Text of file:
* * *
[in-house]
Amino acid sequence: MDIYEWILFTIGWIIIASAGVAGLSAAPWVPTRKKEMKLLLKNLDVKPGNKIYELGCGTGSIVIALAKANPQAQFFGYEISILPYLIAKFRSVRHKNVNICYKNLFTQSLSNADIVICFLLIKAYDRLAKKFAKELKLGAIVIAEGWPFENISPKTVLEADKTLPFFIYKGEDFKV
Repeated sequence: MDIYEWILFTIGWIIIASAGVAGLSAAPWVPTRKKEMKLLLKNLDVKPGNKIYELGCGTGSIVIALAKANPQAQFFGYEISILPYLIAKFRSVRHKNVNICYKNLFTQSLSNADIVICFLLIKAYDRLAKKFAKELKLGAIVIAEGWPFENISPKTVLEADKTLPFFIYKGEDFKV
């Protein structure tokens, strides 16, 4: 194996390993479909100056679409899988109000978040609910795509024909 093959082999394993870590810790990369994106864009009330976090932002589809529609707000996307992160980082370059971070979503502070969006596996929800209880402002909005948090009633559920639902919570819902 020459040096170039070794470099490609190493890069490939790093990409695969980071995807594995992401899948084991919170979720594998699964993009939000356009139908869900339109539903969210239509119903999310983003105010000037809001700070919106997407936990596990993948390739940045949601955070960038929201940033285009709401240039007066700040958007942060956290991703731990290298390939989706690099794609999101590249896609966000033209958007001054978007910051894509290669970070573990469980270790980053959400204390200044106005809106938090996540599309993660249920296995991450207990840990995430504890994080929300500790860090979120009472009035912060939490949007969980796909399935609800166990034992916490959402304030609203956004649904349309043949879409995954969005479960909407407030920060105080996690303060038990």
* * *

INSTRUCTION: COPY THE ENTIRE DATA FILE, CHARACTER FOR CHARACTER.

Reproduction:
[in-house]
Amino acid sequence: MDIYEWILFTIGWIIIASAGVAGLSAAPWVPTRKKEMKLLLKNLDVKPGNKIYELGCGTGSIVIALAKANPQAQFFGYEISILPYLIAKFRSVRHKNVNICYKNLFTQSLSNADIVICFLLIKAYDRLAKKFAKELKLGAIVIAEGWPFENISPKTVLEADKTLPFFIYKGEDFKV
Repeated sequence: MDIYEWILFTIGWIIIASAGVAGLSAAPWVPTRKKEMKLLLKNLDVKPGNKIYELGCGTGSIVIALAKANPQAQFFGYEISILPYLIAKFRSVRHKNVNICYKNLFTQSLSNADIVICFLLIKAYDRLAKKFAKELKLGAIVIAEGWPFENISPKTVLEADKTLPFFIYKGEDFKV
């Protein structure tokens, strides 16, 4: 194996390993479909100056679409899988109000978040609910795509024909 093959082999394993870590810790990369994106864009009330976090932002589809529609707000996307992160980082370059971070979503502070969006596996929800209880402002909005948090009633559920639902919570819902 020459040096170039070794470099490609190493890069490939790093990409695969980071995807594995992401899948084991919170979720594998699964993009939000356009139908869900339109539903969210239509119903999310983003105010000037809001700070919106997407936990596990993948390739940045949601955070960038929201940033285009709401240039007066700040958007942060956290991703731990290298390939989706690099794609999101590249896609966000033209958007001054978007910051894509290669970070573990469980270790980053959400204390200044106005809106938090996540599309993660249920296995991450207990840990995430504890994080929300500790860090979120009472009035912060939490949007969980796909399935609800166990034992916490959402304030609203956004649904349309043949879409995954969005479960909407407030920060105080996690303060038990």